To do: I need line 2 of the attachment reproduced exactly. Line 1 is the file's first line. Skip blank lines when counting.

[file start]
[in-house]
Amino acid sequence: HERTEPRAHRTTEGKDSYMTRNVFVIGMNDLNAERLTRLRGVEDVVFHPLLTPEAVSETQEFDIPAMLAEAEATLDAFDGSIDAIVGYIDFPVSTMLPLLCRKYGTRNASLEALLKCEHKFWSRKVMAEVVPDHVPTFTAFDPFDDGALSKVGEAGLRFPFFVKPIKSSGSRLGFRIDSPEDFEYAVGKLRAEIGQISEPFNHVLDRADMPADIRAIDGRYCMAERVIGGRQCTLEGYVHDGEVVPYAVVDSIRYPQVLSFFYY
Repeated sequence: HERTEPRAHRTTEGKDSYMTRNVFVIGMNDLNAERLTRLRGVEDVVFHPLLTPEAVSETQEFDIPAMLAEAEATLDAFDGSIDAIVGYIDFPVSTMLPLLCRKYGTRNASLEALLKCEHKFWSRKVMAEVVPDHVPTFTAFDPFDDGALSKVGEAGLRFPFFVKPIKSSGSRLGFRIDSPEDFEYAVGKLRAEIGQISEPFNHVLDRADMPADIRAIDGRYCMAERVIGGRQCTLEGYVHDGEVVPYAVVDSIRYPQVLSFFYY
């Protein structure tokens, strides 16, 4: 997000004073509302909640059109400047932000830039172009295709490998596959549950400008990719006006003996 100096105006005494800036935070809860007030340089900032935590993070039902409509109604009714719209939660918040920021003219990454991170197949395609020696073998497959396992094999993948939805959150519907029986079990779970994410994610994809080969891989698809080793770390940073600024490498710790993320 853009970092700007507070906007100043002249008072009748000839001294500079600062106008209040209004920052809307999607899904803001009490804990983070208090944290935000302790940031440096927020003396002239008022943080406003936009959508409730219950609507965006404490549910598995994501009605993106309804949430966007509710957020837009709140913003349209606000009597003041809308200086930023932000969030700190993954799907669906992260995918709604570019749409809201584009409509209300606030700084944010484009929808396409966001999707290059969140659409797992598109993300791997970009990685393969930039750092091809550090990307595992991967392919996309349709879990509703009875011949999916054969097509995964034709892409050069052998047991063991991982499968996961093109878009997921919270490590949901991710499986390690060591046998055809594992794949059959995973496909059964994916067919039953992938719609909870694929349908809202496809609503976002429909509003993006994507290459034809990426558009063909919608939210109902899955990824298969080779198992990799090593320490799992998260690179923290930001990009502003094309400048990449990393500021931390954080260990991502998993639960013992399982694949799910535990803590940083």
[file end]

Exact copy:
Amino acid sequence: HERTEPRAHRTTEGKDSYMTRNVFVIGMNDLNAERLTRLRGVEDVVFHPLLTPEAVSETQEFDIPAMLAEAEATLDAFDGSIDAIVGYIDFPVSTMLPLLCRKYGTRNASLEALLKCEHKFWSRKVMAEVVPDHVPTFTAFDPFDDGALSKVGEAGLRFPFFVKPIKSSGSRLGFRIDSPEDFEYAVGKLRAEIGQISEPFNHVLDRADMPADIRAIDGRYCMAERVIGGRQCTLEGYVHDGEVVPYAVVDSIRYPQVLSFFYY